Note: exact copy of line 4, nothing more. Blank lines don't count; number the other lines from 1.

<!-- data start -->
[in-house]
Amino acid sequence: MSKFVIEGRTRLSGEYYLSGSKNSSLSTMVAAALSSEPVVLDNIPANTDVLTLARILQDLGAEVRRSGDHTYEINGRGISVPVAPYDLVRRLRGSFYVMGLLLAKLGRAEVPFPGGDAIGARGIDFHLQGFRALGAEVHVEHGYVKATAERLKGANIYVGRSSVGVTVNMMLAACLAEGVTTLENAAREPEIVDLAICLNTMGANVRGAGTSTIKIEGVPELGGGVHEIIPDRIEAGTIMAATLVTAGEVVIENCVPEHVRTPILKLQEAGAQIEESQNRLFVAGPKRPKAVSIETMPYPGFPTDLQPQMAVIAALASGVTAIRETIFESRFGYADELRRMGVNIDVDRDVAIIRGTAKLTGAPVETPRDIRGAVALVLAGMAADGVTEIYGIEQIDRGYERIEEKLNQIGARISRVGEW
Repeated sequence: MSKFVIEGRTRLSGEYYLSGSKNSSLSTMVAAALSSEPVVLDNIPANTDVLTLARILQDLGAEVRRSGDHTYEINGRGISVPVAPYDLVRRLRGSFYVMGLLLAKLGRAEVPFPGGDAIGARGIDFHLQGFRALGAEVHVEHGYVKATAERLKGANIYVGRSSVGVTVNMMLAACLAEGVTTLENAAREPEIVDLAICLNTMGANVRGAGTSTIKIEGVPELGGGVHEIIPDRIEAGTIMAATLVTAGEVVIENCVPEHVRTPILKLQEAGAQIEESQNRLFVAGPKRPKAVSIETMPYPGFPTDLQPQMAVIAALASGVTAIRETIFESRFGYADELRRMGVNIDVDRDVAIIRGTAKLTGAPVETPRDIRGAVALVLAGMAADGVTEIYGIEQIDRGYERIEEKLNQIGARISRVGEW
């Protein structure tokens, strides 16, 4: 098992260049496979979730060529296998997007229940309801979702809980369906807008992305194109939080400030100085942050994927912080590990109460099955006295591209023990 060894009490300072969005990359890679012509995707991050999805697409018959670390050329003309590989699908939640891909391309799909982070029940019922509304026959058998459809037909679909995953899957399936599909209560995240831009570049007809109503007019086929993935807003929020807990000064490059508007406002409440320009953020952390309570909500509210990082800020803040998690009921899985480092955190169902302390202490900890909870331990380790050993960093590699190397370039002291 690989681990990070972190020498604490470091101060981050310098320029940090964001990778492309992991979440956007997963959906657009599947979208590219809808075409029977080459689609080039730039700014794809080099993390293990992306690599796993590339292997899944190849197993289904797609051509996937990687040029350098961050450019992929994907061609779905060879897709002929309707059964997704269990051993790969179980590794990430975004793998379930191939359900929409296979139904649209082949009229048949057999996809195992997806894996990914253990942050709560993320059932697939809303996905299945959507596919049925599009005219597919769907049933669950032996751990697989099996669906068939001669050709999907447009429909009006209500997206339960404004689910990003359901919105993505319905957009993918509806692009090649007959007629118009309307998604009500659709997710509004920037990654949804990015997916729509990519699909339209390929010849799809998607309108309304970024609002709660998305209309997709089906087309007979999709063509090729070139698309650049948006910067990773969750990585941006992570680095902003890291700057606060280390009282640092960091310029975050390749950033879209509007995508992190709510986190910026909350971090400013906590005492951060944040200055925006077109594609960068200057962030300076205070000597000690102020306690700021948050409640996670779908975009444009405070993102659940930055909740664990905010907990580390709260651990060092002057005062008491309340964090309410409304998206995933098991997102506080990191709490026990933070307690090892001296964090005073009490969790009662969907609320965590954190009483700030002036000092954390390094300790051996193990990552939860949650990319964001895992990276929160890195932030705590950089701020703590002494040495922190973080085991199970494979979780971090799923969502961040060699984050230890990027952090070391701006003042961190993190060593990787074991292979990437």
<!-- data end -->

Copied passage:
């Protein structure tokens, strides 16, 4: 098992260049496979979730060529296998997007229940309801979702809980369906807008992305194109939080400030100085942050994927912080590990109460099955006295591209023990 060894009490300072969005990359890679012509995707991050999805697409018959670390050329003309590989699908939640891909391309799909982070029940019922509304026959058998459809037909679909995953899957399936599909209560995240831009570049007809109503007019086929993935807003929020807990000064490059508007406002409440320009953020952390309570909500509210990082800020803040998690009921899985480092955190169902302390202490900890909870331990380790050993960093590699190397370039002291 690989681990990070972190020498604490470091101060981050310098320029940090964001990778492309992991979440956007997963959906657009599947979208590219809808075409029977080459689609080039730039700014794809080099993390293990992306690599796993590339292997899944190849197993289904797609051509996937990687040029350098961050450019992929994907061609779905060879897709002929309707059964997704269990051993790969179980590794990430975004793998379930191939359900929409296979139904649209082949009229048949057999996809195992997806894996990914253990942050709560993320059932697939809303996905299945959507596919049925599009005219597919769907049933669950032996751990697989099996669906068939001669050709999907447009429909009006209500997206339960404004689910990003359901919105993505319905957009993918509806692009090649007959007629118009309307998604009500659709997710509004920037990654949804990015997916729509990519699909339209390929010849799809998607309108309304970024609002709660998305209309997709089906087309007979999709063509090729070139698309650049948006910067990773969750990585941006992570680095902003890291700057606060280390009282640092960091310029975050390749950033879209509007995508992190709510986190910026909350971090400013906590005492951060944040200055925006077109594609960068200057962030300076205070000597000690102020306690700021948050409640996670779908975009444009405070993102659940930055909740664990905010907990580390709260651990060092002057005062008491309340964090309410409304998206995933098991997102506080990191709490026990933070307690090892001296964090005073009490969790009662969907609320965590954190009483700030002036000092954390390094300790051996193990990552939860949650990319964001895992990276929160890195932030705590950089701020703590002494040495922190973080085991199970494979979780971090799923969502961040060699984050230890990027952090070391701006003042961190993190060593990787074991292979990437």